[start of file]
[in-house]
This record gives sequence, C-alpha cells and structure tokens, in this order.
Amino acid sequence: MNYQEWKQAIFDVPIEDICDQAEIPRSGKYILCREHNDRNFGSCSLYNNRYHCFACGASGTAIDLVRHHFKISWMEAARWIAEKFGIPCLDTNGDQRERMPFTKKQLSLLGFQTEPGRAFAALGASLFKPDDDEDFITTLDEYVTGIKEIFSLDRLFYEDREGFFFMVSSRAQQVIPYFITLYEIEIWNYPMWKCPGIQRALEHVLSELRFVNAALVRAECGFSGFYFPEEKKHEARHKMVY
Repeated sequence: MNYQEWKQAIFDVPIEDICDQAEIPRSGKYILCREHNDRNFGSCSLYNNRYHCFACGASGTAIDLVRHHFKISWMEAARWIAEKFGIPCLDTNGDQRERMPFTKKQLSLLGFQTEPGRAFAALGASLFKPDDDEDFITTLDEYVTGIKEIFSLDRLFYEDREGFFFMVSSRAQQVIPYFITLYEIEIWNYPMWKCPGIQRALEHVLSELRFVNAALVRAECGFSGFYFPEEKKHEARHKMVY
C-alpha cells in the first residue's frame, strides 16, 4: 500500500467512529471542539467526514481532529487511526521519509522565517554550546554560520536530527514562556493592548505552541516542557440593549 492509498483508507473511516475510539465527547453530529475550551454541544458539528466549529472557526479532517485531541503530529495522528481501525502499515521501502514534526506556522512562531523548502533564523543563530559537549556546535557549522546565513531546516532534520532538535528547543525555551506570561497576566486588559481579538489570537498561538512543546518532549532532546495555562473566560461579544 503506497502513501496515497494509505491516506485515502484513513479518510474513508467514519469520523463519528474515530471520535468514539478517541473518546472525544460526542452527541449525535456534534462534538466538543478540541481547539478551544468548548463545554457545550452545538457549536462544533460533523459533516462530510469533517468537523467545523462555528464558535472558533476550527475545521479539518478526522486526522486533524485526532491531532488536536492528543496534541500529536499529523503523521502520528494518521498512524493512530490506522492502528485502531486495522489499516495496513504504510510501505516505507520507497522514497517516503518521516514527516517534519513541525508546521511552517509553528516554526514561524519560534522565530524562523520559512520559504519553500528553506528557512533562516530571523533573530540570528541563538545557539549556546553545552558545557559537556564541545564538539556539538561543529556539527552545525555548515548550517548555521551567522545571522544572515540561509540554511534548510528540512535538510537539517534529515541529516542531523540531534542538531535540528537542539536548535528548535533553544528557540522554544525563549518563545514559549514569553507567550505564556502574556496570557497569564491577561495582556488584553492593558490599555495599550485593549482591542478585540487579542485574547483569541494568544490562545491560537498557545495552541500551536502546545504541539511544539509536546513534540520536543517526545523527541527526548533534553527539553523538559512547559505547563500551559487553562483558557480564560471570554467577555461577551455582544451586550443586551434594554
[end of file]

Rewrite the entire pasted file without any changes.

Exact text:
[in-house]
This record gives sequence, C-alpha cells and structure tokens, in this order.
Amino acid sequence: MNYQEWKQAIFDVPIEDICDQAEIPRSGKYILCREHNDRNFGSCSLYNNRYHCFACGASGTAIDLVRHHFKISWMEAARWIAEKFGIPCLDTNGDQRERMPFTKKQLSLLGFQTEPGRAFAALGASLFKPDDDEDFITTLDEYVTGIKEIFSLDRLFYEDREGFFFMVSSRAQQVIPYFITLYEIEIWNYPMWKCPGIQRALEHVLSELRFVNAALVRAECGFSGFYFPEEKKHEARHKMVY
Repeated sequence: MNYQEWKQAIFDVPIEDICDQAEIPRSGKYILCREHNDRNFGSCSLYNNRYHCFACGASGTAIDLVRHHFKISWMEAARWIAEKFGIPCLDTNGDQRERMPFTKKQLSLLGFQTEPGRAFAALGASLFKPDDDEDFITTLDEYVTGIKEIFSLDRLFYEDREGFFFMVSSRAQQVIPYFITLYEIEIWNYPMWKCPGIQRALEHVLSELRFVNAALVRAECGFSGFYFPEEKKHEARHKMVY
C-alpha cells in the first residue's frame, strides 16, 4: 500500500467512529471542539467526514481532529487511526521519509522565517554550546554560520536530527514562556493592548505552541516542557440593549 492509498483508507473511516475510539465527547453530529475550551454541544458539528466549529472557526479532517485531541503530529495522528481501525502499515521501502514534526506556522512562531523548502533564523543563530559537549556546535557549522546565513531546516532534520532538535528547543525555551506570561497576566486588559481579538489570537498561538512543546518532549532532546495555562473566560461579544 503506497502513501496515497494509505491516506485515502484513513479518510474513508467514519469520523463519528474515530471520535468514539478517541473518546472525544460526542452527541449525535456534534462534538466538543478540541481547539478551544468548548463545554457545550452545538457549536462544533460533523459533516462530510469533517468537523467545523462555528464558535472558533476550527475545521479539518478526522486526522486533524485526532491531532488536536492528543496534541500529536499529523503523521502520528494518521498512524493512530490506522492502528485502531486495522489499516495496513504504510510501505516505507520507497522514497517516503518521516514527516517534519513541525508546521511552517509553528516554526514561524519560534522565530524562523520559512520559504519553500528553506528557512533562516530571523533573530540570528541563538545557539549556546553545552558545557559537556564541545564538539556539538561543529556539527552545525555548515548550517548555521551567522545571522544572515540561509540554511534548510528540512535538510537539517534529515541529516542531523540531534542538531535540528537542539536548535528548535533553544528557540522554544525563549518563545514559549514569553507567550505564556502574556496570557497569564491577561495582556488584553492593558490599555495599550485593549482591542478585540487579542485574547483569541494568544490562545491560537498557545495552541500551536502546545504541539511544539509536546513534540520536543517526545523527541527526548533534553527539553523538559512547559505547563500551559487553562483558557480564560471570554467577555461577551455582544451586550443586551434594554